If a creature uses Shocking Grasp on another creature that uses its reaction to cast Absorb Elements, will Shocking Grasp, which stops a creature from using reactions, prevent the casting of Absorb Elements since Shocking Grasp should happen first before Absorb Elements does?
I am making a list of how my wizard would cast spells, specifically using the components supplied. Sometimes this is pretty obviously a joke which I can play upon, but sometimes the components don’t really make any sense (to me at least).
Identify (D&D 5e) specifically calls for a 100gp pearl, and an owl feather. My understanding is that previous editions had the same components, albeit the pearl was consumed. I can’t see what this is meant to represent, and designer intent is off topic, but I am aware that there are multiple novelisations of various D&D realms; none of which I have read.
In these novelisations, or any other official sources (including sources which were once official and no longer are, cannon, comment or otherwise), is there a description of someone casting Identify using the components?
I don’t care if it is forgotten realms or any other setting, don’t care the age of the information or what edition it was originally intended for, nor do I care if it is divine magic, arcane magic or any other source – as long as a pearl and owl feather are involved. I am mostly interested in the ritual casting of the spell, but the quick casting using the components is also of interest as I can extrapolate a ritual from that, and bonus points for both!
The Circle of the Shepherd druid’s Unicorn Spirit Totem (XGtE, p. 24) says:
The unicorn spirit lends its protection to those nearby. You and your allies gain advantage on all ability checks made to detect creatures in the spirit’s aura. In addition, if you cast a spell using a spell slot that restores hit points to any creature inside or outside the aura, each creature of your choice in the aura also regains hit points equal to your druid level.
Does casting Goodberry count as a spell that “restores hit points”, since the characters then have to do an additional action to actually restore the hit points?
If someone covers his metal armor with cloth. Can it be the target of heat metal?
Does the interpretation undermine a positive development of the combat?
I am looking at creating a TWF Warpriest for an upcoming campaign and was wondering how the action economy works if I am wielding two kukris but then want to swift cast using Fervor. Am I going to need to have Quick Draw in order to put one weapon away and then redraw it so I have an empty hand for, say, swift casting divine favor, or can I swift cast with both kukris in hand? It would just be a bummer to have to wait until 3rd level to have to pick up Quick Draw due to the 3/4 BAB.
The 9th level spell Imprisonment can be cast a few different ways. One possible cast-version creates ‘chains’ that keep the target restrained:
You create a magical restraint to hold a creature that you can see within range. The target must succeed on a Wisdom saving throw or be bound by the spell; if it succeeds, it is immune to this spell if you cast it again. While affected by this spell, the creature doesn’t need to breathe, eat, or drink, and it doesn’t age. Divination spells can’t locate or perceive the target.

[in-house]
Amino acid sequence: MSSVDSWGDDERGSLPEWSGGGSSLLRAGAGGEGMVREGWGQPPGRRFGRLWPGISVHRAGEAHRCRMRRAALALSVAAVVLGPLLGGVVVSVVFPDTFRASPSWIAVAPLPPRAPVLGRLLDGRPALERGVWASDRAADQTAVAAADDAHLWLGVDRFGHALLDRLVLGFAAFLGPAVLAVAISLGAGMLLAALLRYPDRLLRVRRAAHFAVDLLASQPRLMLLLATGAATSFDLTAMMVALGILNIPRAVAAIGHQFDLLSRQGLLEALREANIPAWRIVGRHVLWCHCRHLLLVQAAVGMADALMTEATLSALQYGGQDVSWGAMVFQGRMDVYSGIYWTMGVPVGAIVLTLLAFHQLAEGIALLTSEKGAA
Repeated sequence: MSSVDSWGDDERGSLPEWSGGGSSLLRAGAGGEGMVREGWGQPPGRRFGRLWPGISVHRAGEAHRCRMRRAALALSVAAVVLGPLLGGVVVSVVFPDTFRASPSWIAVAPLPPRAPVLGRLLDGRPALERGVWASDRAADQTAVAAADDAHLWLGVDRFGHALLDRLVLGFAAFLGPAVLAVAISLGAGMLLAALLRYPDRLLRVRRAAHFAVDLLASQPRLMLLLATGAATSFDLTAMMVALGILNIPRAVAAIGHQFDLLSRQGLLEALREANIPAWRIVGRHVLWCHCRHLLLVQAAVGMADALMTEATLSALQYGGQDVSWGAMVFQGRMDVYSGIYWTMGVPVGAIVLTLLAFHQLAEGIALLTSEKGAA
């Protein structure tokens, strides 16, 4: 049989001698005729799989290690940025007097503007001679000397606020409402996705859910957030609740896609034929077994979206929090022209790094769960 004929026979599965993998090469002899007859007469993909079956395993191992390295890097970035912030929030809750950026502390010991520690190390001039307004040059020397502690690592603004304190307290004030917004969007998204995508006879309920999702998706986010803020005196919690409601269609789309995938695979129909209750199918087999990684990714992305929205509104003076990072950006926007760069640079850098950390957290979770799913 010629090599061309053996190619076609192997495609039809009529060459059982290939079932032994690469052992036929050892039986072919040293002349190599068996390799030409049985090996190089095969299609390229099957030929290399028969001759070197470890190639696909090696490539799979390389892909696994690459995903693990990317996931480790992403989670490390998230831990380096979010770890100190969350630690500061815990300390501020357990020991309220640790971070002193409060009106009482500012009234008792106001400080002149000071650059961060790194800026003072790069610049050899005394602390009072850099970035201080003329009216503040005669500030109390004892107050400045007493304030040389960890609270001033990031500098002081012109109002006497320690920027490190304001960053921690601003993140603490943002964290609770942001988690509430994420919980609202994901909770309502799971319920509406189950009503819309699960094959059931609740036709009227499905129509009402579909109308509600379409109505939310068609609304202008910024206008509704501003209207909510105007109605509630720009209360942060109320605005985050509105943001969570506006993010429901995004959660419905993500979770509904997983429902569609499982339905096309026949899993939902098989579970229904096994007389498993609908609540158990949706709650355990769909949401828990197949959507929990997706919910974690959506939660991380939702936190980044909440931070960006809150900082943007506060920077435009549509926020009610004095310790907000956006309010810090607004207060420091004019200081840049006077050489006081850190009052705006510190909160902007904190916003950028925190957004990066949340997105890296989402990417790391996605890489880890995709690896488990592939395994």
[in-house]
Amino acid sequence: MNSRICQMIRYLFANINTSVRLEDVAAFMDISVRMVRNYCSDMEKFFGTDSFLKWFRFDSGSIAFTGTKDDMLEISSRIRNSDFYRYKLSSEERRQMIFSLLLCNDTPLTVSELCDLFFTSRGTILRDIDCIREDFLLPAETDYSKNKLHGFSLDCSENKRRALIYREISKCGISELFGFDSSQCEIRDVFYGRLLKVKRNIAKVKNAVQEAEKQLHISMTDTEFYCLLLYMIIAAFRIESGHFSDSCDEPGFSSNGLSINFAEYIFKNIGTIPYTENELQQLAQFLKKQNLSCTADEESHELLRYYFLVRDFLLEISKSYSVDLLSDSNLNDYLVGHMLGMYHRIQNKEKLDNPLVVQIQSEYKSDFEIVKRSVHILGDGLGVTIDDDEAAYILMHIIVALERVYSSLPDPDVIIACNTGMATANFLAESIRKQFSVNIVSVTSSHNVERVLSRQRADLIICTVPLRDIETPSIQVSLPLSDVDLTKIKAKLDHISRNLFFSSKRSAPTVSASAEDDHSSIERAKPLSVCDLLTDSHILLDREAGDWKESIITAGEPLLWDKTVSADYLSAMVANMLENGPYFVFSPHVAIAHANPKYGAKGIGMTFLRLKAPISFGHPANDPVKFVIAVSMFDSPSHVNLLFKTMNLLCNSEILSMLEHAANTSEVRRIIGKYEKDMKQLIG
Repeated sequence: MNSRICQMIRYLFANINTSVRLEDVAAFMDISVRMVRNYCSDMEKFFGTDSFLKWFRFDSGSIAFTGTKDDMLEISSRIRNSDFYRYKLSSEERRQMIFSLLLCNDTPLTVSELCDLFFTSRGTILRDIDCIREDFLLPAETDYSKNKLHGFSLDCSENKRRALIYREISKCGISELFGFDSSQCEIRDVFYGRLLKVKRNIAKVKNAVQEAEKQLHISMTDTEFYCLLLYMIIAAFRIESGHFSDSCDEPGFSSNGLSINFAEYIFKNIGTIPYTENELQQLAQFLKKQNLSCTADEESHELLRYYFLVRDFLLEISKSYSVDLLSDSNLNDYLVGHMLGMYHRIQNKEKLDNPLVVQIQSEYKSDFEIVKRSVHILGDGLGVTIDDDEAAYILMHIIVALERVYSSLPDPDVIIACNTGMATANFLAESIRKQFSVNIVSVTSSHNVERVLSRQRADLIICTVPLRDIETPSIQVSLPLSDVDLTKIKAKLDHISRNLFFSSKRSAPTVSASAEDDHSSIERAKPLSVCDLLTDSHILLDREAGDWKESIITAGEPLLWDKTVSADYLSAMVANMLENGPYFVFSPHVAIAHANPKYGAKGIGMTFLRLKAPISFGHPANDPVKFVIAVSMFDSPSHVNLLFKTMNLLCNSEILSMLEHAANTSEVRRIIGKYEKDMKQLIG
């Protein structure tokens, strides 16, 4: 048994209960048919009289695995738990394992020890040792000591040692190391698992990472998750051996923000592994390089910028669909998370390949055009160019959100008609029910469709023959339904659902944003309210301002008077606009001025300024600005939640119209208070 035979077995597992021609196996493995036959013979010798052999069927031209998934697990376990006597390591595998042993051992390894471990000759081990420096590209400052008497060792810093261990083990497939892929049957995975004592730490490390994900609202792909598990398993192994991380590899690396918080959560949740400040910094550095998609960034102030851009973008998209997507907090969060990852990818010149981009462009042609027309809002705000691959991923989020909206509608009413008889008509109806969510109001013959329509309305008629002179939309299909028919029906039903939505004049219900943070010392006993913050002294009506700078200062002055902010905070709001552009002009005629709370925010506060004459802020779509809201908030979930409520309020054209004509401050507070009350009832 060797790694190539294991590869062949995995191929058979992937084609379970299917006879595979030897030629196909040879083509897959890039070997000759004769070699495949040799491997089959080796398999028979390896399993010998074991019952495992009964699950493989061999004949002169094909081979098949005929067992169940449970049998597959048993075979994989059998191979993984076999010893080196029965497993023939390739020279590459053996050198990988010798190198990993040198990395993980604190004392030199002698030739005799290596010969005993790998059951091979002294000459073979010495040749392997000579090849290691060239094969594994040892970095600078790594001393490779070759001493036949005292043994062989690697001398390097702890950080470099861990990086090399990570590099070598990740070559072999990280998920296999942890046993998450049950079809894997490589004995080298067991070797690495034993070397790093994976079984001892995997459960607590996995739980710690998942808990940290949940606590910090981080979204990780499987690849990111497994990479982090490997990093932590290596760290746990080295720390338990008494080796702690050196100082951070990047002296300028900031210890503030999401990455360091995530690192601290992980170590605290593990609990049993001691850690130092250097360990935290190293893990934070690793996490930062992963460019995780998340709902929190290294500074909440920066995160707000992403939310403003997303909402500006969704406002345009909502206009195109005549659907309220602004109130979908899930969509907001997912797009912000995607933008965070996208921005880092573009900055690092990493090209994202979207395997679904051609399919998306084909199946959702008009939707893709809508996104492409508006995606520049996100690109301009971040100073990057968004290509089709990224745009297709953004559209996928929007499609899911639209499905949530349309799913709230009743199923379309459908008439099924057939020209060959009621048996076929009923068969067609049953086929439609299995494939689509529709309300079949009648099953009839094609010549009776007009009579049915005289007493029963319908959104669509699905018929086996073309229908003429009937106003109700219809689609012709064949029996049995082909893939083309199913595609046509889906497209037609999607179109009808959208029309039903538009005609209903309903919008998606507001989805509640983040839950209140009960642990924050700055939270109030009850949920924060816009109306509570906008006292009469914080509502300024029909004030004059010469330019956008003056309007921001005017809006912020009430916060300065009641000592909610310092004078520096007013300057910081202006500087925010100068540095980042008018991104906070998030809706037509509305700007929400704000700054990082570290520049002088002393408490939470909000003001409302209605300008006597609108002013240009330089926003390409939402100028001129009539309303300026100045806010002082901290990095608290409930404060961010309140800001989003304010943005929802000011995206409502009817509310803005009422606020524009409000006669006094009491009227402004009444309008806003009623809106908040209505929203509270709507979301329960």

Chaining. Heavy chains, firmly rooted in the ground, hold the target in place. The target is restrained until the spell ends, and it can’t move or be moved by any means until then. The special component for this version of the spell is a fine chain of precious metal.
Note that these special Imprisonment-Chains are firmly rooted in the ground (R.A.W. / above). Here are my variants on one concern, below:
what if the target is 60′ to 120′ up… on a wooden floor? Do the chains reach all the way to ground level as the spell takes effect?
what if the imprisoned is standing on any firm yet non-stable surface when this spell is cast? Examples abound: on a ship, in the air due to a kite or hot air balloon. Or even on an otherwise quasi-stable surface such as sand or ice or swamp or lava or glass – the chains would have to take root somewhere ‘in the ground’.
I admit that this question isn’t deeply serious. Still, i am darn curious where these crazy chains would end up going.
I was wondering if there’s a rule against casting 2 cantrips on the same turn, one as an action and another one as a bonus action, to be more specific I’m playing a grave domain cleric and I was wondering if I can use let’s say Toll the Dead (as an action) and Spare the Dying to stabilize a party member (as a bonus action) due to the "Circle of Mortality" feature that allows me to use that one cantrip as a bonus action.
Can an artillerist’s Arcane Firearm staff receive the d8 bonus when casting any of the blade cantrips? Since the staff can be both an arcane focus and can supposedly be used as a melee weapon.
Specifically Booming Blade and/or Greenflame Blade
Additionally, if yes, which damage does the d8 add to? The bludgeoning from the staff, or the secondary damage types?
How do you determine the Spellcasting ability and the spell attack bonus? I’ve tried searching for it in the player’s handbook and searched for answers here, but I haven’t found anything.
A factotum (3.5e dungeonscape) can "fake" casting spell with the ability arcane dilettante.
This allows to spend inspiration points to "cast" spells from the sorcerer/wizard spell list as spell-like ability.
The limitations are three fold :
- number of spell per day capped by the aforementioned ability advancement (up to 8 at level 20)
- max spell level also capped (up to 7th at level 18
- only one spell of the maximum level (the rest may be distributed however the player likes)
The question is : is there any proposition to circumvent (at least partially) these limitations or to increase the limit ?